Index to Iowa's Appellate Court Briefs
Iowa has two appellate courts: the Court of Appeals and the Supreme Court. Appellate courts review the decisions of trial courts. Appellate court hearings do not involve witnesses, juries, new evidence, or court reporters. Instead, appellate courts review the written records of trial courts to determine whether any significant legal errors occurred. The Court of Appeals is an intermediate appellate court established in 1976. Its decisions are final unless reviewed by the Supreme Court. Since 1838, the Supreme Court has been the “court of last resort” or the highest court in the Iowa state court system. Its opinions are binding on all other Iowa state courts. Most of the Supreme Court’s decisions are published in the Northwestern Reporter and become precedent for subsequent cases. Only some of the Court of Appeals’ decisions are published.
An appellate “brief” is a written document that must be filed with an appellate court to help the justices decide whether the lower court’s decision should be reversed or affirmed. A statement of the issues presented for review, a summary of how pertinent laws affect the facts, and a statement of the relief being requested are essential elements of an appellate brief. The appellee’s brief will argue for affirmance, while the appellant’s brief will attempt to persuade the court to reverse or vacate the lower court’s judgment. Typically, an “appendix” is attached to a brief and includes copies of the exhibits and perhaps relevant excerpts of testimony from the trial. Briefs are used extensively by attorneys (and self-represented litigants) as models for similar arguments in current briefs.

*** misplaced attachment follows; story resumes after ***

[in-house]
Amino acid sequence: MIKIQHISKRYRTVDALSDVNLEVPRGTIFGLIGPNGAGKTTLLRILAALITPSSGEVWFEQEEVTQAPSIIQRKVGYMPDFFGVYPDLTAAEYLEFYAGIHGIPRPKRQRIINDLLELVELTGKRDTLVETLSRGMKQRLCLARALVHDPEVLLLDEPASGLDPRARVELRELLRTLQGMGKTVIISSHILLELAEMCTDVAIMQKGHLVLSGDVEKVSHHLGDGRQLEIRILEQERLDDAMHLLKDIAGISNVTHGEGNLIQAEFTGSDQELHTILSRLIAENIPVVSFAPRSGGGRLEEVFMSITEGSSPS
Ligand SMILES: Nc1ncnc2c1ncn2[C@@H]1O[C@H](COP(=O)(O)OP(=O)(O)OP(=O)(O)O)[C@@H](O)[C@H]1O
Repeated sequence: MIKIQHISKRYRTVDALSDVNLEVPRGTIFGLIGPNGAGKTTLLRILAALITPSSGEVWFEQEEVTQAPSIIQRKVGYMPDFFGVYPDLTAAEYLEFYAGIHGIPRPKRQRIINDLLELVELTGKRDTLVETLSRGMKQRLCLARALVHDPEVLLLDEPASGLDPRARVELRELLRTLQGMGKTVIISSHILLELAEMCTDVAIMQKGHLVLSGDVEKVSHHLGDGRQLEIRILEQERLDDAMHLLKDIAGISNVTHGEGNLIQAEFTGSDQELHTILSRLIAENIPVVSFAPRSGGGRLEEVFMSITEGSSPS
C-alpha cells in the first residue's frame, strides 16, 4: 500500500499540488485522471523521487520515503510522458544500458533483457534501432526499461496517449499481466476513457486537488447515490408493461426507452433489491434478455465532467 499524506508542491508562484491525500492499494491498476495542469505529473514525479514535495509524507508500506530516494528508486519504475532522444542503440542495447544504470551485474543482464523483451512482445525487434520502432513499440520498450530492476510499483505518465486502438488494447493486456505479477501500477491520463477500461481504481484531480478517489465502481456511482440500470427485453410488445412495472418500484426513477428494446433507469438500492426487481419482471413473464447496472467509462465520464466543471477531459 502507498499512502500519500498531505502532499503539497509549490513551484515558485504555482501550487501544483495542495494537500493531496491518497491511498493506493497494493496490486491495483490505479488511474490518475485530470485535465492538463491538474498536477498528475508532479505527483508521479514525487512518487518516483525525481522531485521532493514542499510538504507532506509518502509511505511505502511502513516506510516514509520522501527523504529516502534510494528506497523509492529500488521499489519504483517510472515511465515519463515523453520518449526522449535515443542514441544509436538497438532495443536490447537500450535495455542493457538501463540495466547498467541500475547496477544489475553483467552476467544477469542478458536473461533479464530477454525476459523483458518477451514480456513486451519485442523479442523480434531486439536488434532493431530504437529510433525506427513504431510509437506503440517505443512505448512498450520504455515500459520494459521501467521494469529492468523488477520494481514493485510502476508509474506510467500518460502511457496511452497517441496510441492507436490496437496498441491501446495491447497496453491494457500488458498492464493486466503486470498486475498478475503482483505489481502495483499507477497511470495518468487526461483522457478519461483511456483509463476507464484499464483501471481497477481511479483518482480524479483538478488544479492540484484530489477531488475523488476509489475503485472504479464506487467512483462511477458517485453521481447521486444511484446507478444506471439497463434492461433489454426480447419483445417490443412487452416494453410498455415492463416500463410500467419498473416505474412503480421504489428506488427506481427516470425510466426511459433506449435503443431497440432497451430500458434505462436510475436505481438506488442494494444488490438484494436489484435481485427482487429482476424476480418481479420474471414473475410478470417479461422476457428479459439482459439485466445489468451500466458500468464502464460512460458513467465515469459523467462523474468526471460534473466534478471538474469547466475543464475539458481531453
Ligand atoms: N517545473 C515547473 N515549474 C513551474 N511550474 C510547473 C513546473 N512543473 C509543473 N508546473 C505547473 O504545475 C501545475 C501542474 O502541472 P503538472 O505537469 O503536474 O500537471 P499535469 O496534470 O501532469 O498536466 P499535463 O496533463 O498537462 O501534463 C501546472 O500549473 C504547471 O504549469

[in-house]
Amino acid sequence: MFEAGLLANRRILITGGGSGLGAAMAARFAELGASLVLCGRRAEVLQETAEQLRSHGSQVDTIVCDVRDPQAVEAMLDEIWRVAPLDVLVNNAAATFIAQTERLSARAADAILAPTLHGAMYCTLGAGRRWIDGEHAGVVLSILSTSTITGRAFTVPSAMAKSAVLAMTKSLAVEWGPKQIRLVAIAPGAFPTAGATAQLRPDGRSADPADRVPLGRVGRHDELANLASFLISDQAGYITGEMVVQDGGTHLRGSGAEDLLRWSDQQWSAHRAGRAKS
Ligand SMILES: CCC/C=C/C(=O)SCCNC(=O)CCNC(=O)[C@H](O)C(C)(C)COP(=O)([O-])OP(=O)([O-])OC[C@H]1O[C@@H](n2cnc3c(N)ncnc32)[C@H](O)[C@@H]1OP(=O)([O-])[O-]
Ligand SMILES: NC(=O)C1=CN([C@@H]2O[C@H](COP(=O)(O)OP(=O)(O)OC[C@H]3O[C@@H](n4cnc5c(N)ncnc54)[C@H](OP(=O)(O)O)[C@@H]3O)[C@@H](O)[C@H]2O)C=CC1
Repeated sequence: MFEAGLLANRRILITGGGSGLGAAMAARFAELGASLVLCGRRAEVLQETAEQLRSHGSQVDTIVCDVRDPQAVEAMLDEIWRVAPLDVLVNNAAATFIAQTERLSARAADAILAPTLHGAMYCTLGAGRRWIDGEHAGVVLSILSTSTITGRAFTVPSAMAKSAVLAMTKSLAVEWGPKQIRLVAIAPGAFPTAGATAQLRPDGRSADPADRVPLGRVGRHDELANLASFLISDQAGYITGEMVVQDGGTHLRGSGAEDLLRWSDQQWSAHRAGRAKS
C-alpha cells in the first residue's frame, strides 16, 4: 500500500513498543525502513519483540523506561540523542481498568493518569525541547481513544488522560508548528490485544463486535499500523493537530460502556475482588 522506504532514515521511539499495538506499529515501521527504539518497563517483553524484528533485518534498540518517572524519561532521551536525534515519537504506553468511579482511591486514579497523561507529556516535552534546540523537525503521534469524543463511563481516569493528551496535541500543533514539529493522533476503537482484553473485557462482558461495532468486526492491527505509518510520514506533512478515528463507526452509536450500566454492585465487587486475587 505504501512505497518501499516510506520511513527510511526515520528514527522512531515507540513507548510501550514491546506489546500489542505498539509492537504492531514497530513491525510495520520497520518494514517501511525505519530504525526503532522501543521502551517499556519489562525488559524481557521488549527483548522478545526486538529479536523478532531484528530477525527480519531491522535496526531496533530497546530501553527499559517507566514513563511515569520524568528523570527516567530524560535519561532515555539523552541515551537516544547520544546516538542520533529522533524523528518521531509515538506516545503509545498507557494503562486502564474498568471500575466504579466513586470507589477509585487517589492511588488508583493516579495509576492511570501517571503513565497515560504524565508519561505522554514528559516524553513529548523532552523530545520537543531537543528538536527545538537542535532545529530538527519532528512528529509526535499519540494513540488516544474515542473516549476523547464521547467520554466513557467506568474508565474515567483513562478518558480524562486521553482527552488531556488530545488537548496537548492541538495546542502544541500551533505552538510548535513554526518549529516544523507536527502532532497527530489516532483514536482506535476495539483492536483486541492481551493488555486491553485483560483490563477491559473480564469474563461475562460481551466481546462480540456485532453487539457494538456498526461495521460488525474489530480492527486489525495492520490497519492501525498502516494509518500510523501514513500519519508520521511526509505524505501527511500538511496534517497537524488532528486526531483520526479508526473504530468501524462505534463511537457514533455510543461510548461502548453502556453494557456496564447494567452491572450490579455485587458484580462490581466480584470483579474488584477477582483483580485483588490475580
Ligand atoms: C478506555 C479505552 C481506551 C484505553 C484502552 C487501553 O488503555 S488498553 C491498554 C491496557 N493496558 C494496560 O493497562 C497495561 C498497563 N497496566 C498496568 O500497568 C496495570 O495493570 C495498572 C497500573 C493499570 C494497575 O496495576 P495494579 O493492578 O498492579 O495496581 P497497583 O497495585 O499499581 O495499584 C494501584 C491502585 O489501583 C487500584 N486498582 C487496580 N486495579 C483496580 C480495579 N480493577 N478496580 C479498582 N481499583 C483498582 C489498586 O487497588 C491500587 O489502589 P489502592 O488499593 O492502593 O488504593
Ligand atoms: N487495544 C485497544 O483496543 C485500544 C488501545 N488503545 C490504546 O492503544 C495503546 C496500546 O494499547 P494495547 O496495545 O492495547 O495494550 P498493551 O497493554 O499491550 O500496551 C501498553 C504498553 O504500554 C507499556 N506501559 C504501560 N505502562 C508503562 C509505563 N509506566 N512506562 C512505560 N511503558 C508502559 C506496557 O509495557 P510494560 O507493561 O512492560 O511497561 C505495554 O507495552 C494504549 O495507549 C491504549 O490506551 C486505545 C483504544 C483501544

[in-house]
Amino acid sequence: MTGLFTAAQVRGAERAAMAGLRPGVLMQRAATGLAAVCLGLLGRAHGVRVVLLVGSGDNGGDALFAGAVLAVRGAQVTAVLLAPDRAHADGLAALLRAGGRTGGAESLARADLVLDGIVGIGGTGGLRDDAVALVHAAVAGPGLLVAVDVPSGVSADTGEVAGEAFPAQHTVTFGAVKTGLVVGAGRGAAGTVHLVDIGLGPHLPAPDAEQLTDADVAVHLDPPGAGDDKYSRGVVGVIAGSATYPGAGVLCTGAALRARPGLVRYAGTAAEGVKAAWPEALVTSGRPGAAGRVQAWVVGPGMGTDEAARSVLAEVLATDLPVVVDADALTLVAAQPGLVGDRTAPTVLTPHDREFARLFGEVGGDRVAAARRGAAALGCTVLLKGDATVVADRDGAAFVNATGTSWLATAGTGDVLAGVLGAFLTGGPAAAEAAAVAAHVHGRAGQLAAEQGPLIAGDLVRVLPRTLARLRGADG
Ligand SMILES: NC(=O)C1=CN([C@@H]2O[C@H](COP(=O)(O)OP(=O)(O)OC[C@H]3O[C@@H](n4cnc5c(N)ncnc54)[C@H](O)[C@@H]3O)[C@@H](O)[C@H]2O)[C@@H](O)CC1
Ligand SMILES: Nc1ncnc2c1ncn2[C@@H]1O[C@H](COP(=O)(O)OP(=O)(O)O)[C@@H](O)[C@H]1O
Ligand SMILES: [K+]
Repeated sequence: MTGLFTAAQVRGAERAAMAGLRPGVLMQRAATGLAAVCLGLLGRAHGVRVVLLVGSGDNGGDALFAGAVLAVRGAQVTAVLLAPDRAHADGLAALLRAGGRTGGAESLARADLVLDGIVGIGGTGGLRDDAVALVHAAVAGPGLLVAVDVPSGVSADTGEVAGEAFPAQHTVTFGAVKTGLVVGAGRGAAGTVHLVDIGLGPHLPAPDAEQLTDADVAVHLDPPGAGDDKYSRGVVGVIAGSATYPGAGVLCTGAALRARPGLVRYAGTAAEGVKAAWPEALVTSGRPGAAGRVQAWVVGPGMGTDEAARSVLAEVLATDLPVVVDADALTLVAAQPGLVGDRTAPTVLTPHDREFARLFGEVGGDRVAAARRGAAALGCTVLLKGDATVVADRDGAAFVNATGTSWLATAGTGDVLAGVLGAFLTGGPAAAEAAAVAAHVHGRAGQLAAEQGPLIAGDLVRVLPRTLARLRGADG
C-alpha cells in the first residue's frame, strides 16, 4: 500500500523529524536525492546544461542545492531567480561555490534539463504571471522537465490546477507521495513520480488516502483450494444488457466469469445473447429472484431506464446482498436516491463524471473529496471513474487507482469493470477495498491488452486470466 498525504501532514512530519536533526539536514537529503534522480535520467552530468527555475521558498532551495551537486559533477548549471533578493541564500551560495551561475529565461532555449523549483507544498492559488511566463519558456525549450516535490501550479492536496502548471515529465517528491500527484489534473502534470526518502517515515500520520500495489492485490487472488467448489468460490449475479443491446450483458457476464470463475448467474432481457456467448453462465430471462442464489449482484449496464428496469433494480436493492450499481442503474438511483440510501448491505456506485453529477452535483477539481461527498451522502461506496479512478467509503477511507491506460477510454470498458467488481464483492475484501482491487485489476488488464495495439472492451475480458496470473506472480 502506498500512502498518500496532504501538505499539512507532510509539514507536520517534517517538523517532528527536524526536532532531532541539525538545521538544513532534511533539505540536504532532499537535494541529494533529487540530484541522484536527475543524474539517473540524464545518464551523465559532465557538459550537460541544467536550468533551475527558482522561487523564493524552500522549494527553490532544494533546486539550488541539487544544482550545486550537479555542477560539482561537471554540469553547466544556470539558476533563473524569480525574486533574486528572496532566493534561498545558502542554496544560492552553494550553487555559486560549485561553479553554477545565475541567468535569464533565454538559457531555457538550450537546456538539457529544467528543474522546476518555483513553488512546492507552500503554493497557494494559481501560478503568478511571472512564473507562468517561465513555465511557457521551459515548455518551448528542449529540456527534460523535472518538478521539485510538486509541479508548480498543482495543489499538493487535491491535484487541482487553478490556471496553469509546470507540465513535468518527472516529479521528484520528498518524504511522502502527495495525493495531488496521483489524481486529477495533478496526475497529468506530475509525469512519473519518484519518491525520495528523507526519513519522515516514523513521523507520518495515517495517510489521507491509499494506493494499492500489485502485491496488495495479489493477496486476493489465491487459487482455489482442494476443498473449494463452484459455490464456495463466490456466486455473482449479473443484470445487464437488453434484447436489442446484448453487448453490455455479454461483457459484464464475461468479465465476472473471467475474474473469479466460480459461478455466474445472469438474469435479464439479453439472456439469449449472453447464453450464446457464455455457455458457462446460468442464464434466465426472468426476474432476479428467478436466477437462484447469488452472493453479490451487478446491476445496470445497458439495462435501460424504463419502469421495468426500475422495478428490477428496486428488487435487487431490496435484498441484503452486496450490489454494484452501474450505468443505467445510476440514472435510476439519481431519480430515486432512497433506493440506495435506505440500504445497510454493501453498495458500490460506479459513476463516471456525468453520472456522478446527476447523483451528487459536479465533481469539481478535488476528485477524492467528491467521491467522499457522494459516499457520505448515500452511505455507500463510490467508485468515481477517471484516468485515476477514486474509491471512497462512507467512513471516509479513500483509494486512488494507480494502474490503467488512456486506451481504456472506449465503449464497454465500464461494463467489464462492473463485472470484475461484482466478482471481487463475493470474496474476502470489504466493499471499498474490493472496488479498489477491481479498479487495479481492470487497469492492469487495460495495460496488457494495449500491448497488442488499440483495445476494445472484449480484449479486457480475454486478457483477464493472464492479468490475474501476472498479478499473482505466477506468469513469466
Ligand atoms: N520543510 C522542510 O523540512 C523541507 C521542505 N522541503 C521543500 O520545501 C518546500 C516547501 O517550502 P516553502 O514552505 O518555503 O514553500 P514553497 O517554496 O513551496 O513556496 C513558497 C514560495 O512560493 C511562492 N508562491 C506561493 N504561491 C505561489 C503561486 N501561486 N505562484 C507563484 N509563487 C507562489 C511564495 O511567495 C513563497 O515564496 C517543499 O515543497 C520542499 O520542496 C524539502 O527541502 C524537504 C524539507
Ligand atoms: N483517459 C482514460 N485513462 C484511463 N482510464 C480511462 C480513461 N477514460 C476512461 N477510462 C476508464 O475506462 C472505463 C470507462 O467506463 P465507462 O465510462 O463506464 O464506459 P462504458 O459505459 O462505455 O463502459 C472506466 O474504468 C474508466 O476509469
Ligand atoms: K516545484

The Supreme Court began accepting written briefs in 1870. Paper copies of the briefs for both appellate courts were bound and distributed to the Law Library until 2008, when the Judiciary’s digitization project began. The Law Library has the most complete accessible collection of Iowa appellate court briefs and unpublished decisions anywhere. Until 2008, index cards for each decision were typed and filed in a catalog so that librarians could manually keep track of which bound briefs went with each decision. But now, after four years of tedious data entry work, more than 90,000 records have been digitized to create the only online search tool for these historical documents. Records can be searched by the case title (the appellant’s or appellee’s name), the docket number, the reporter citation, or the date of the decision. The index matches the volume number of the bound briefs to the decision and if the decision was unpublished, a simple link in the record connects the user to the printable PDF text of the opinion. Copies of briefs and appendices can be obtained from Law Library staff at 515-281-5124 or 1-800-248-4483 or email@example.com.